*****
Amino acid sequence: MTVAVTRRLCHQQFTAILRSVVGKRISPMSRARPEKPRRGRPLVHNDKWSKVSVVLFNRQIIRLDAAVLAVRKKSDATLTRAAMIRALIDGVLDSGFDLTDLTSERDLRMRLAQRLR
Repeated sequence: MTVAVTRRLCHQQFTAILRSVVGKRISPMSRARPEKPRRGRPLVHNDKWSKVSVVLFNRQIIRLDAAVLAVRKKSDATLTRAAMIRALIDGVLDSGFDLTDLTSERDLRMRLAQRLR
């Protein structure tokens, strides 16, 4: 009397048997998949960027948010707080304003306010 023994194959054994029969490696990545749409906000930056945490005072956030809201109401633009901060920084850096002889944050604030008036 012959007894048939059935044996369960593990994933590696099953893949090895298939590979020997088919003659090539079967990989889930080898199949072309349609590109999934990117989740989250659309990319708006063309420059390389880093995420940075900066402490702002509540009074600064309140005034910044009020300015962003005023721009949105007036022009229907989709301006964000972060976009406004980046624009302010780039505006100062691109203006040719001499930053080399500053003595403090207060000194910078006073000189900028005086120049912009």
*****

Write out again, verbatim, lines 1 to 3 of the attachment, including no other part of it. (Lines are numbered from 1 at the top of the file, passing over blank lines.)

Amino acid sequence: MTVAVTRRLCHQQFTAILRSVVGKRISPMSRARPEKPRRGRPLVHNDKWSKVSVVLFNRQIIRLDAAVLAVRKKSDATLTRAAMIRALIDGVLDSGFDLTDLTSERDLRMRLAQRLR
Repeated sequence: MTVAVTRRLCHQQFTAILRSVVGKRISPMSRARPEKPRRGRPLVHNDKWSKVSVVLFNRQIIRLDAAVLAVRKKSDATLTRAAMIRALIDGVLDSGFDLTDLTSERDLRMRLAQRLR
């Protein structure tokens, strides 16, 4: 009397048997998949960027948010707080304003306010 023994194959054994029969490696990545749409906000930056945490005072956030809201109401633009901060920084850096002889944050604030008036 012959007894048939059935044996369960593990994933590696099953893949090895298939590979020997088919003659090539079967990989889930080898199949072309349609590109999934990117989740989250659309990319708006063309420059390389880093995420940075900066402490702002509540009074600064309140005034910044009020300015962003005023721009949105007036022009229907989709301006964000972060976009406004980046624009302010780039505006100062691109203006040719001499930053080399500053003595403090207060000194910078006073000189900028005086120049912009």